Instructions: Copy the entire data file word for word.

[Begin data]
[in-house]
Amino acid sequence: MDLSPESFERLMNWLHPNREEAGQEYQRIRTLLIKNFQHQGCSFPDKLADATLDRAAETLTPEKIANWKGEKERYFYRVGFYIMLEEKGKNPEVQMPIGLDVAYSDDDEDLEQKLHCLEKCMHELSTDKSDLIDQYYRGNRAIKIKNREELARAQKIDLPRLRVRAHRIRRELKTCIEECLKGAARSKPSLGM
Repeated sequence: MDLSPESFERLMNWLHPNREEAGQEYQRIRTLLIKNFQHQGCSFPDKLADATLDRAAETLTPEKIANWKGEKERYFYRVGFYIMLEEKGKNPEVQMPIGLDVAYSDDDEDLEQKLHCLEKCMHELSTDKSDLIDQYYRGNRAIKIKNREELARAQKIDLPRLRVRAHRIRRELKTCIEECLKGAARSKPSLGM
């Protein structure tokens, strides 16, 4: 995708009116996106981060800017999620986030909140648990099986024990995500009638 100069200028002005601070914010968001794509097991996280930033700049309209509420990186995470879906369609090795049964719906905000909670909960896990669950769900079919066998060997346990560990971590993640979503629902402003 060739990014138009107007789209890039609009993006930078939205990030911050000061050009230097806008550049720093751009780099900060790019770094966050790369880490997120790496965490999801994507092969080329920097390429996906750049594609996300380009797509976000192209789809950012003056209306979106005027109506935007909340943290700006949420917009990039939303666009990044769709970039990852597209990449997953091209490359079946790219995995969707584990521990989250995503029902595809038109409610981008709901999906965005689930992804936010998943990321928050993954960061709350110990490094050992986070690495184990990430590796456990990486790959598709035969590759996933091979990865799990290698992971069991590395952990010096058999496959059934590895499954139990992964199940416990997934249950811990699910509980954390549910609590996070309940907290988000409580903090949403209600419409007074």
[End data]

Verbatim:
[in-house]
Amino acid sequence: MDLSPESFERLMNWLHPNREEAGQEYQRIRTLLIKNFQHQGCSFPDKLADATLDRAAETLTPEKIANWKGEKERYFYRVGFYIMLEEKGKNPEVQMPIGLDVAYSDDDEDLEQKLHCLEKCMHELSTDKSDLIDQYYRGNRAIKIKNREELARAQKIDLPRLRVRAHRIRRELKTCIEECLKGAARSKPSLGM
Repeated sequence: MDLSPESFERLMNWLHPNREEAGQEYQRIRTLLIKNFQHQGCSFPDKLADATLDRAAETLTPEKIANWKGEKERYFYRVGFYIMLEEKGKNPEVQMPIGLDVAYSDDDEDLEQKLHCLEKCMHELSTDKSDLIDQYYRGNRAIKIKNREELARAQKIDLPRLRVRAHRIRRELKTCIEECLKGAARSKPSLGM
């Protein structure tokens, strides 16, 4: 995708009116996106981060800017999620986030909140648990099986024990995500009638 100069200028002005601070914010968001794509097991996280930033700049309209509420990186995470879906369609090795049964719906905000909670909960896990669950769900079919066998060997346990560990971590993640979503629902402003 060739990014138009107007789209890039609009993006930078939205990030911050000061050009230097806008550049720093751009780099900060790019770094966050790369880490997120790496965490999801994507092969080329920097390429996906750049594609996300380009797509976000192209789809950012003056209306979106005027109506935007909340943290700006949420917009990039939303666009990044769709970039990852597209990449997953091209490359079946790219995995969707584990521990989250995503029902595809038109409610981008709901999906965005689930992804936010998943990321928050993954960061709350110990490094050992986070690495184990990430590796456990990486790959598709035969590759996933091979990865799990290698992971069991590395952990010096058999496959059934590895499954139990992964199940416990997934249950811990699910509980954390549910609590996070309940907290988000409580903090949403209600419409007074």